While you wait for your flight, you decide to check in with the Elves back at the North Pole. They're playing a memory game and are ever so excited to explain the rules!

In this game, the players take turns saying numbers. They begin by taking turns reading from a list of starting numbers (your puzzle input). Then, each turn consists of considering the most recently spoken number:

If that was the first time the number has been spoken, the current player says 0.

Otherwise, the number had been spoken before; the current player announces how many turns apart the number is from when it was previously spoken.

So, after the starting numbers, each turn results in that player speaking aloud either 0 (if the last number is new) or an age (if the last number is a repeat).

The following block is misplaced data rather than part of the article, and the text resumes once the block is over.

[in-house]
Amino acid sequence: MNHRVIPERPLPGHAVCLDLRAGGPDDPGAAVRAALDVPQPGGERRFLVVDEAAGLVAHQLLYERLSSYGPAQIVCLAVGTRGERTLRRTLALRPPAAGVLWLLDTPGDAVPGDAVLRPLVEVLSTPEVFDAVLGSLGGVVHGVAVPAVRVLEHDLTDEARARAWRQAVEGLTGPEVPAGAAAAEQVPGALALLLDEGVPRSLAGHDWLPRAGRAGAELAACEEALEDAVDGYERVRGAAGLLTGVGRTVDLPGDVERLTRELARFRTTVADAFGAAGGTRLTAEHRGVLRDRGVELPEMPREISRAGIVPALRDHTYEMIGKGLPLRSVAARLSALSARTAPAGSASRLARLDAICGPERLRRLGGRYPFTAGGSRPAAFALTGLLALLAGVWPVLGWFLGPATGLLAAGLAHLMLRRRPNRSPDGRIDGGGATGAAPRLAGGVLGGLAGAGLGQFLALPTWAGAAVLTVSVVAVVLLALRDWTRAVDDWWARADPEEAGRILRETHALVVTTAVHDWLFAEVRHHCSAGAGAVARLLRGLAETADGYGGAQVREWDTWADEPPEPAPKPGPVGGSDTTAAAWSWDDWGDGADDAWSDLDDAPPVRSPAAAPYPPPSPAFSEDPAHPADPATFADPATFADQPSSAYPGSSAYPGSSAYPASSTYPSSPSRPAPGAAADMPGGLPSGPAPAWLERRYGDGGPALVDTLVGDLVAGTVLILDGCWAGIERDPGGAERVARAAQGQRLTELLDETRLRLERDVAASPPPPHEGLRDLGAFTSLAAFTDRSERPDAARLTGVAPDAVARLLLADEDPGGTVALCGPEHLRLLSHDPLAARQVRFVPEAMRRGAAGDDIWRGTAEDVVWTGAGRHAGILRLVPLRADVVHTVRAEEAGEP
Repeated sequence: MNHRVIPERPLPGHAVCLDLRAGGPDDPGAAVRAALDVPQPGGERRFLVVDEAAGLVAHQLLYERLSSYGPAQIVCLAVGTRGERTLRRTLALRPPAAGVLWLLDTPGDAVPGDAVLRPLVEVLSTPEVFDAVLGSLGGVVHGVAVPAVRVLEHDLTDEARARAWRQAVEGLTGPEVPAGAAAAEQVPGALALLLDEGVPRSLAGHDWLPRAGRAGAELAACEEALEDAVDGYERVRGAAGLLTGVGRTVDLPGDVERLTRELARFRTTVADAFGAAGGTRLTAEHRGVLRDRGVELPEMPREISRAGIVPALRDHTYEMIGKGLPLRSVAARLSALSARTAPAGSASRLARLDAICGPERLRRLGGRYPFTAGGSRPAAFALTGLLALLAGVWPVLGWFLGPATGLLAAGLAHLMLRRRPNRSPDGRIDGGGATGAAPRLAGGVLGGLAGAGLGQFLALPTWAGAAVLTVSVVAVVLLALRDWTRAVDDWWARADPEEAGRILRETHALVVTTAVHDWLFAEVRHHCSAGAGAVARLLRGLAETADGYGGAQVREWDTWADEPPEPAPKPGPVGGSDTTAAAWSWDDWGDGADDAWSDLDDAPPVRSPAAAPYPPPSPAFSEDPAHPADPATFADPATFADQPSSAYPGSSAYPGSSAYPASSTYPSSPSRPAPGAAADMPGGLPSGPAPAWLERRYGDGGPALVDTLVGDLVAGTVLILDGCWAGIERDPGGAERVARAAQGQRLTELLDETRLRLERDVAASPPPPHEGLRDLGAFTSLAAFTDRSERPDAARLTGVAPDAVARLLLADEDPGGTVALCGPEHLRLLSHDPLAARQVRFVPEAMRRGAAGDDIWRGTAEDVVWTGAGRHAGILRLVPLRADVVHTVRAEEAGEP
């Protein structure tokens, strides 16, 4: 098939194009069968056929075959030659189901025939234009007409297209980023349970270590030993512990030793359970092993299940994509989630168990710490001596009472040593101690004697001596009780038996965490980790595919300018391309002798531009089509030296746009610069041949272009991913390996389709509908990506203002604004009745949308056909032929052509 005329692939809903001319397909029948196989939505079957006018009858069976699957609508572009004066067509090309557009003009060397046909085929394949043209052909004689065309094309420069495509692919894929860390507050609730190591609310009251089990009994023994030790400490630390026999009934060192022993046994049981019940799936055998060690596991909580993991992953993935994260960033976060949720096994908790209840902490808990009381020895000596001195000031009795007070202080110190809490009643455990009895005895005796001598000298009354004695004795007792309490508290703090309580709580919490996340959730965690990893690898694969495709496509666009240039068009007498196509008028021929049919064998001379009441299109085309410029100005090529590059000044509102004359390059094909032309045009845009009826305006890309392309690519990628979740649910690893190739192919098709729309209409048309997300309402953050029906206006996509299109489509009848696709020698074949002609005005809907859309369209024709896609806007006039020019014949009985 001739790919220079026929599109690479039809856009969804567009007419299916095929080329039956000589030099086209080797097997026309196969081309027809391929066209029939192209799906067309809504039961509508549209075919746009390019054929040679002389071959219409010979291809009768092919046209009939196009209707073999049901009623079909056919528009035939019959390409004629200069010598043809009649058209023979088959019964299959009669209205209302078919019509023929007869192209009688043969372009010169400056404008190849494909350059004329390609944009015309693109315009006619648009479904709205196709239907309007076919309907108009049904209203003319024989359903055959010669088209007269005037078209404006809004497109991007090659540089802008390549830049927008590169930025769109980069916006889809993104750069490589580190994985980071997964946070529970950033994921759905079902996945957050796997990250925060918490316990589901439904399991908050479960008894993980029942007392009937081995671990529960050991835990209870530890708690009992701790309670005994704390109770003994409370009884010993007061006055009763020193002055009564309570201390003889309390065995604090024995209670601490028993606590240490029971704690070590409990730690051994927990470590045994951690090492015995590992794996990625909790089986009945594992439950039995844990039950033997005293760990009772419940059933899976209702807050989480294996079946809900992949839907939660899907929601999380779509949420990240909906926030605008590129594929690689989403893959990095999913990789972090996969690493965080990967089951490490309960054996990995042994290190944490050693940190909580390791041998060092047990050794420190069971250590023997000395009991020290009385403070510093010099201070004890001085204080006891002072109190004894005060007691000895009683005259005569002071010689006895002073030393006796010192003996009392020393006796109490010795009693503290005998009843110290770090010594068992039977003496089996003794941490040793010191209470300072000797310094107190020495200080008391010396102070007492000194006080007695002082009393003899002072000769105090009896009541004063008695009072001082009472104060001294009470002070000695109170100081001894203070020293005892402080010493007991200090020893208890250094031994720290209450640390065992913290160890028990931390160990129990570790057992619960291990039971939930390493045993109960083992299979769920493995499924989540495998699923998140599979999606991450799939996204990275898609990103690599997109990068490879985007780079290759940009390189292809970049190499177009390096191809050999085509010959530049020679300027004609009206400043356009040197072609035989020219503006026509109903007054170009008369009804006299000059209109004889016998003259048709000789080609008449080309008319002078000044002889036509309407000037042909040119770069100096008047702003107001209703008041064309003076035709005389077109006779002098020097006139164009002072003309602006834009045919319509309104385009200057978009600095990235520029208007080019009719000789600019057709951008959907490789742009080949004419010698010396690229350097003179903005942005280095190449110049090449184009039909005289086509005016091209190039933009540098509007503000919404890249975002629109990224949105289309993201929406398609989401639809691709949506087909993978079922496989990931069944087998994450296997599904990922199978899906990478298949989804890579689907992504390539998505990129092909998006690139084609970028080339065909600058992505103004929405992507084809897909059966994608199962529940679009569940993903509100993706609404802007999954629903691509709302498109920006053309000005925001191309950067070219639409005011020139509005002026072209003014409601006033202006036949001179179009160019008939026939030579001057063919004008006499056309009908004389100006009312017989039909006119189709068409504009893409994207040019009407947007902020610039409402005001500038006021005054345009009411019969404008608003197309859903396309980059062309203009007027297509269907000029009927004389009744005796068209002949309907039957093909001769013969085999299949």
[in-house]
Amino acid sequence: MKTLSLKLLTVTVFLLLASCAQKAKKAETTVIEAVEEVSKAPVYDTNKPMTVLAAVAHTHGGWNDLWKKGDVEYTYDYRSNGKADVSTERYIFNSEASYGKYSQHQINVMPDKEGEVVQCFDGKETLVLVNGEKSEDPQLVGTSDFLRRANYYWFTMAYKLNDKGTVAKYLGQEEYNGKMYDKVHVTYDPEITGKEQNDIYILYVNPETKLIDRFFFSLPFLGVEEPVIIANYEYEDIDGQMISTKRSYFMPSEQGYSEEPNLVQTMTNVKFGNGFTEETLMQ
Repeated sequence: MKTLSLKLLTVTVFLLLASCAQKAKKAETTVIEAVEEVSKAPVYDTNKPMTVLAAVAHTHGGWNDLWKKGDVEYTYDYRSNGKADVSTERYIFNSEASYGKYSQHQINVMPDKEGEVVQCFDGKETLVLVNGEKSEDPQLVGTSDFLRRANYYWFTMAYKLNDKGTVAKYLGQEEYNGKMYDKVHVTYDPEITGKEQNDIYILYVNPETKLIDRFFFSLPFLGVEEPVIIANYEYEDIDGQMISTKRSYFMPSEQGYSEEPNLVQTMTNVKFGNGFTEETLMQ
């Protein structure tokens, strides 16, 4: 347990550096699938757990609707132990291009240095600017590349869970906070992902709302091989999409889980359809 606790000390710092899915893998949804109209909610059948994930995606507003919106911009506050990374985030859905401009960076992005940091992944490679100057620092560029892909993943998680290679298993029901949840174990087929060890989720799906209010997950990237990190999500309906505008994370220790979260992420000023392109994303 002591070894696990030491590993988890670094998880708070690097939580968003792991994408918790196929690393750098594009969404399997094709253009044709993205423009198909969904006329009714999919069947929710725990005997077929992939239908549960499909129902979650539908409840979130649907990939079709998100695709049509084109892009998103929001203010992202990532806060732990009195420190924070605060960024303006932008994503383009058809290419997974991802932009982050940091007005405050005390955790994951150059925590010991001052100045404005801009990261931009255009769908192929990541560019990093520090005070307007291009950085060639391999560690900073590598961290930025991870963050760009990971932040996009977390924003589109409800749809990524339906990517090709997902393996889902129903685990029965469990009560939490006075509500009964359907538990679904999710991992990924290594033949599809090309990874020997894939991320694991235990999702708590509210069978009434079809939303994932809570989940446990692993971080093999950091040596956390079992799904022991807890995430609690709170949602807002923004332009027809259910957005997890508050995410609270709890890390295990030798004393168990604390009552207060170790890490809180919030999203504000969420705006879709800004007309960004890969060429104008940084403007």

For example, suppose the starting numbers are 0,3,6:

Turn 1: The 1st number spoken is a starting number, 0.

Turn 2: The 2nd number spoken is a starting number, 3.

Turn 3: The 3rd number spoken is a starting number, 6.

Turn 4: Now, consider the last number spoken, 6. Since that was the first time the number had been spoken, the 4th number spoken is 0.

Turn 5: Next, again consider the last number spoken, 0. Since it had been spoken before, the next number to speak is the difference between the turn number when it was last spoken (the previous turn, 4) and the turn number of the time it was most recently spoken before then (turn 1). Thus, the 5th number spoken is 4 - 1, 3.

Turn 6: The last number spoken, 3 had also been spoken before, most recently on turns 5 and 2. So, the 6th number spoken is 5 - 2, 3.

Turn 7: Since 3 was just spoken twice in a row, and the last two turns are 1 turn apart, the 7th number spoken is 1.

Turn 8: Since 1 is new, the 8th number spoken is 0.

Turn 9: 0 was last spoken on turns 8 and 4, so the 9th number spoken is the difference between them, 4.

Turn 10: 4 is new, so the 10th number spoken is 0.